Everything you need to know about the Youth Olympic Games
Almost 80 Canadians competing in Switzerland
Nobody’s going to be yelling at these kids to go outside and play this winter.
Around 1,880 teen athletes are preparing to descend on Lausanne, Switzerland, for the 2020 Youth Winter Olympic Games — and they love snow and ice.
The best winter athletes from more than 70 countries will be coming together for the international sporting event, which runs from Jan. 9-22.
The competitors, who are between the ages of 15 and 18, are expected to push themselves to the limits in the hopes of winning a medal in one of eight categories: skiing, snowboarding, ice hockey, skating, bobsleigh, skeleton, curling and luge.
Like the actual Olympic Games, the Youth Olympic Games switch from summer to winter sports every two years.
Organizers have added a handful of new events to the winter roster this year.
One of them is ski mountaineering or “skimo,” which involves athletes racing up and down snowy terrain on skis or, in some cases, on foot with their skis strapped to their backs.
There are some other firsts for the Winter Youth Olympic Games this time around.
While the city of Lausanne is hosting the medal ceremonies and other key events, the competition will be spread across Switzerland and France, which makes this the first time these games are being held in two countries at once.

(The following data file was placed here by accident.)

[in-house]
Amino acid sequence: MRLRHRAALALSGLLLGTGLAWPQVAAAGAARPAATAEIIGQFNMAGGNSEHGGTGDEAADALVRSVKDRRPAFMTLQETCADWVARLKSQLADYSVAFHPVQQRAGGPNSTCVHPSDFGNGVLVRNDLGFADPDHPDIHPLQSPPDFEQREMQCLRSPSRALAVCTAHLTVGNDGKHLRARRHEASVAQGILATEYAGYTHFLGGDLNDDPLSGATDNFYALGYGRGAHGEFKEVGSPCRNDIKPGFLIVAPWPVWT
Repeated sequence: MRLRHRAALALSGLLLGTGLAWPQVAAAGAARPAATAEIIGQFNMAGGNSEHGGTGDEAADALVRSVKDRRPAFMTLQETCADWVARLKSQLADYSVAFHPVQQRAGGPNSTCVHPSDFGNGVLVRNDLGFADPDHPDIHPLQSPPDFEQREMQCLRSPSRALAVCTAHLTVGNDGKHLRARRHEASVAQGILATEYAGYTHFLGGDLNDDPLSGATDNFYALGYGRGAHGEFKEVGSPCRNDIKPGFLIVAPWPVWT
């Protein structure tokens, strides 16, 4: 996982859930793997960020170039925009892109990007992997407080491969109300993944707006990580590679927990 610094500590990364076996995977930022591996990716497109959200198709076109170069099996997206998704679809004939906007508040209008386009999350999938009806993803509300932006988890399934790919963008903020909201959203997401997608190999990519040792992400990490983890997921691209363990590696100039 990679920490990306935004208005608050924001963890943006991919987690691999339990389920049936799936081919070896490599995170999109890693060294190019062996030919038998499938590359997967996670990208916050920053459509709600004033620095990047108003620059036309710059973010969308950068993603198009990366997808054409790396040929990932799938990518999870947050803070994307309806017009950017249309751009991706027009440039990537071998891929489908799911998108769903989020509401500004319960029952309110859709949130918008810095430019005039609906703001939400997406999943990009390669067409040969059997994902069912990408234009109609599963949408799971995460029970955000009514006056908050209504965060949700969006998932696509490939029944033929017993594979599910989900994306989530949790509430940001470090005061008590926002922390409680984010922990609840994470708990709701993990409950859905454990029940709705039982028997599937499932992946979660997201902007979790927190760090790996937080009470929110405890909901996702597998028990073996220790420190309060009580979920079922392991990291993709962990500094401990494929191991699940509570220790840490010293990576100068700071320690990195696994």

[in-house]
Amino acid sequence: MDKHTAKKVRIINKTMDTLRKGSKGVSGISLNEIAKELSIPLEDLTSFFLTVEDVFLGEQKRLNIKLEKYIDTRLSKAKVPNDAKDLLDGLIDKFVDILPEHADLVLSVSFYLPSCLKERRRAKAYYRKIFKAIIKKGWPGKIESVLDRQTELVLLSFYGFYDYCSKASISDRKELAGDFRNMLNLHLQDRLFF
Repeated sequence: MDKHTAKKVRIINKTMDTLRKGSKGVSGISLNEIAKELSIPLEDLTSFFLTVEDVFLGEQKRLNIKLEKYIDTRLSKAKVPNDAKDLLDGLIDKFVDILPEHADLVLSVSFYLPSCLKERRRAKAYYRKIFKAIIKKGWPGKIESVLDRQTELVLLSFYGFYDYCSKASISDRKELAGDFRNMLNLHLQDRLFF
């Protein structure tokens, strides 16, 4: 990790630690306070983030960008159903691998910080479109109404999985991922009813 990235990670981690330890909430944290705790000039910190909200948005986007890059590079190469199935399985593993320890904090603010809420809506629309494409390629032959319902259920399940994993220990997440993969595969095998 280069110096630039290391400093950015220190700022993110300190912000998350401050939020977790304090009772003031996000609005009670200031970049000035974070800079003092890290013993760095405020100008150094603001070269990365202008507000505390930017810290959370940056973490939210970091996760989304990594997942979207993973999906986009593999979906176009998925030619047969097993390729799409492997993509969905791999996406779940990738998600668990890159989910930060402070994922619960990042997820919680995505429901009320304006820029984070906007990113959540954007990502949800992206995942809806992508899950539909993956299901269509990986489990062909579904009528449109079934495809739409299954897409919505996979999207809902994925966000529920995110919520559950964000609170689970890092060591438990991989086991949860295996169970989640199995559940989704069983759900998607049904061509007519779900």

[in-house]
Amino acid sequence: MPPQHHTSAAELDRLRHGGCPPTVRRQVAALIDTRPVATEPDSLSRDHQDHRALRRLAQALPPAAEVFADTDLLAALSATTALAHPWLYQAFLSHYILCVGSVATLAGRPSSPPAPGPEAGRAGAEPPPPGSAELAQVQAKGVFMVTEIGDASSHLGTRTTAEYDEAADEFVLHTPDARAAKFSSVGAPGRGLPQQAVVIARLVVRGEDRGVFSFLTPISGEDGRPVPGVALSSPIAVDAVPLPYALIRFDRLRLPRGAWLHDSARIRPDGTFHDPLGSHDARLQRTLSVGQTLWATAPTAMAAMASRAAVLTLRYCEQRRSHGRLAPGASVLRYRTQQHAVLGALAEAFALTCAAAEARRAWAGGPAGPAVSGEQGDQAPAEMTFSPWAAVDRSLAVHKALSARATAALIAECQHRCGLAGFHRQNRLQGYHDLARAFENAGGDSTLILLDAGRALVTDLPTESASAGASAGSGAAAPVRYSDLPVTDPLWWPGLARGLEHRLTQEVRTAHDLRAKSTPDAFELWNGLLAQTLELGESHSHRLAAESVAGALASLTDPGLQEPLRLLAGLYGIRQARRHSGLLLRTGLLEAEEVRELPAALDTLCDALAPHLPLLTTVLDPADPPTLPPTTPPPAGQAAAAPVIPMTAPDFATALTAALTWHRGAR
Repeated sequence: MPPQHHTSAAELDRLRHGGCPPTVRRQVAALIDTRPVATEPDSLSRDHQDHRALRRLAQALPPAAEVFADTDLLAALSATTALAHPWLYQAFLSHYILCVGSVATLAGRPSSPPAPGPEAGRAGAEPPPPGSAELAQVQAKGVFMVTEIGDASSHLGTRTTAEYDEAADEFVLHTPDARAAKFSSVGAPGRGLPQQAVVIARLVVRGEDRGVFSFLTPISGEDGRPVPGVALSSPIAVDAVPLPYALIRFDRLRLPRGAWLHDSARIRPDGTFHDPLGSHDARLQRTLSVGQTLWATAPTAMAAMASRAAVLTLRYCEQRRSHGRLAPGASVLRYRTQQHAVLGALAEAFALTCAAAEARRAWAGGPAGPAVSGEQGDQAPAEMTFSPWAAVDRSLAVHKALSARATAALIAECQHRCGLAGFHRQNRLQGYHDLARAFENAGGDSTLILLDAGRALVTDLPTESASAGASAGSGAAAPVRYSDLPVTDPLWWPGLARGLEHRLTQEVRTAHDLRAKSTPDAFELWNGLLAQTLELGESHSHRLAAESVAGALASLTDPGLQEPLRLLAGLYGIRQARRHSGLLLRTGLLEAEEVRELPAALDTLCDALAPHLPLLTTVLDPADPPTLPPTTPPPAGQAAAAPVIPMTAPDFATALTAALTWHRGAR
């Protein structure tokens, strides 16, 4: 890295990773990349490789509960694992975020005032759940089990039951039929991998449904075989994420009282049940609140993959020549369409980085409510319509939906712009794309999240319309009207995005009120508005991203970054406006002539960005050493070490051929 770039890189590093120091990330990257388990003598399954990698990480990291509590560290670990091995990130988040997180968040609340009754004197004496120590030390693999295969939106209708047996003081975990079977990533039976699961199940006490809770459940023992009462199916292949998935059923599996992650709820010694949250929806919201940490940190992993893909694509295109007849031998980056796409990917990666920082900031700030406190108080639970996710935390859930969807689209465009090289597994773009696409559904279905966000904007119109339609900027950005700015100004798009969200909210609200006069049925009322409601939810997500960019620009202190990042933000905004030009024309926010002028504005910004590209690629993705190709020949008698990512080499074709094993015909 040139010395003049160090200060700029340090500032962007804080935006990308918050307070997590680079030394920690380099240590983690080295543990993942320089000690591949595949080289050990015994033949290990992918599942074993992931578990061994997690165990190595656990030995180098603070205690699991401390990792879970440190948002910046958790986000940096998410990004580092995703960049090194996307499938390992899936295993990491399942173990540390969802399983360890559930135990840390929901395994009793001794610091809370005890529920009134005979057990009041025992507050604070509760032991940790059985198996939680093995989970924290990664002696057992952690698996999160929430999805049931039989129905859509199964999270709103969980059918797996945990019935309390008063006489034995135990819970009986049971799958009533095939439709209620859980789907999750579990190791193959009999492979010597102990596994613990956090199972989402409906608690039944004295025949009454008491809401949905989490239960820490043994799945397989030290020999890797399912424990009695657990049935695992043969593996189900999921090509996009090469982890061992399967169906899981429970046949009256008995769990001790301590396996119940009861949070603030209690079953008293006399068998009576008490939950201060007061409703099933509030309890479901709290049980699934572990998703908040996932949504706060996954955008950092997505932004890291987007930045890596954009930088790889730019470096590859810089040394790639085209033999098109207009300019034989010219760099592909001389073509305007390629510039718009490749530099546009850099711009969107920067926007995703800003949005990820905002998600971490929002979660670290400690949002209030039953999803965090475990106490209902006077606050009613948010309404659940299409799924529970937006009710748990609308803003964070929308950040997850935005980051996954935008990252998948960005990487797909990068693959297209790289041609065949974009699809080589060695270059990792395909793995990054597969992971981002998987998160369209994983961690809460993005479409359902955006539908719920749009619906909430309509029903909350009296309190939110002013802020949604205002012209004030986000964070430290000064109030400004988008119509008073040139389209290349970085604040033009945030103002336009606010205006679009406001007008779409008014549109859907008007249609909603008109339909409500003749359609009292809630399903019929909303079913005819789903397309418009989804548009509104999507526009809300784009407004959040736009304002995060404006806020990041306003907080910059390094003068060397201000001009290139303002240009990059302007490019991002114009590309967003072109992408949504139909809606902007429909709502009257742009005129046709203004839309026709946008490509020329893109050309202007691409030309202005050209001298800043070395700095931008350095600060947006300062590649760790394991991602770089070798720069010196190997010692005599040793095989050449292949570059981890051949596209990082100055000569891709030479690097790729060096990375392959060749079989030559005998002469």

This will also be the first gender-balanced Winter Youth Olympic Games, meaning half the competitors are male and the other half are female.
Curler Lauren Rajala, who won gold at the 2019 Canada Winter Games and the 2019 Canadian Under-18 Curling Championships, has been chosen as the flag-bearer for Team Canada. (Curling Canada/Infinite Eye Photography)
Canada is sending 78 athletes and 17-year-old curler Lauren Rajala from Garson, Ont., will be at the front of the pack.
As the flag-bearer, Lauren’s job is to lead Team Canada into the opening ceremony on Jan. 9 at the Vaudoise Arena in Lausanne.
“I’m still feeling butterflies from getting the phone call about being the flag-bearer,” she said. “It’s just such an immense honour.”
The event mascot, Yodli, was inspired by a trio of traditionally Swiss animals — a cow, a St. Bernard dog and a goat.
Its name was inspired by a traditional form of singing from that part of the world called yodelling. Yodel-ay-hee-hoo!
Maybe we can convince CBC Kids News contributor Arjun Ram to give yodelling a try?
Arjun will be reporting on all of the games' highlights, plus you can watch a stream of the games in action on CBCSports.ca or on the CBC Sports app.